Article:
The playoffs can be different for the players, if they let them, but they are different from the fans. When Taveras came up in the eleventh with two outs and the bases loaded, I immediately thought back to Ramon Hernandez in a similar situation (it was the 12th, and at home, but still) bunting for the win in the first game of the 2003 ALDS. What the players choose to remember is up to them, and the Rockies seem to have a good thing going right now by not even paying attention to the larger significance of their games. The Cubs and Phillies crashed and burned by their managers trying to win series before first winning any games. Colorado is just playing to win the game today, and look how well that's worked recently! But as for fans, we rate the playoffs way too highly and we know we do and we still go ahead and do it anyway. Chase Utley and Drew and Jose Valverde can play for twenty more seasons apiece and put up all the regular season numbers you want. Until each one of them returns to the playoffs and cleans up like Carlos Beltran '05, their names are mud in my book.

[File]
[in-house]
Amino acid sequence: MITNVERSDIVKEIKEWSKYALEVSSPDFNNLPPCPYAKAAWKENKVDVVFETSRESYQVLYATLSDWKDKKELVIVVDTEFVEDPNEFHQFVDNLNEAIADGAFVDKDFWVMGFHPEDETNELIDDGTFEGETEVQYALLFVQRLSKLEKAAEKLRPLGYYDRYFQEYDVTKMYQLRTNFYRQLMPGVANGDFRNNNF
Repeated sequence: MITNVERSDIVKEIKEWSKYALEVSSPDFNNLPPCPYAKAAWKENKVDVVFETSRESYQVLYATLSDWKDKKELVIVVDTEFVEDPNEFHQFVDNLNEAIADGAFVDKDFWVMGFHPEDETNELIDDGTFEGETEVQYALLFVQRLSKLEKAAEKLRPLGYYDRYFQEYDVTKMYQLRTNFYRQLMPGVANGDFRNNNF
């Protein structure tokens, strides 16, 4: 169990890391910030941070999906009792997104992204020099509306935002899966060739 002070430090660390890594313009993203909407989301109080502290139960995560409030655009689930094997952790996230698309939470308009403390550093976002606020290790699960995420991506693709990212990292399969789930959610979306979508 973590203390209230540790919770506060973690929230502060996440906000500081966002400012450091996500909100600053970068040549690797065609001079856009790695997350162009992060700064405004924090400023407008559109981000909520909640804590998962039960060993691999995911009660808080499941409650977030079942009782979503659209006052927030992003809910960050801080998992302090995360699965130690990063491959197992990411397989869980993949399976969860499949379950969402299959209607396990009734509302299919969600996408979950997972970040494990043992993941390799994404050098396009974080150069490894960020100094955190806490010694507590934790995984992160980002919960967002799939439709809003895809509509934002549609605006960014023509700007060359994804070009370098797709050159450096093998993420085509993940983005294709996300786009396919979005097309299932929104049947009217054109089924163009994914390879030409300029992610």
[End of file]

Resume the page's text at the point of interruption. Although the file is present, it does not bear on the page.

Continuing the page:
I stand to lose a rather substantial amount of money if the Rockies finish this one off in the minimum, since my extra tickets for Wednesday's Game 5 would no longer be saleable. But that's fine. I would far rather cut the head off the snake, as it were, right now when we've got it in both hands. Arizona has done their thing all year roaring back when they've looked dead -- if you didn't see the ninth inning of last night's game coming, you haven't been paying attention. Let us assure that they are undeniably four games to zero dead before entertaining any discussion involving a certain Series played this time of year.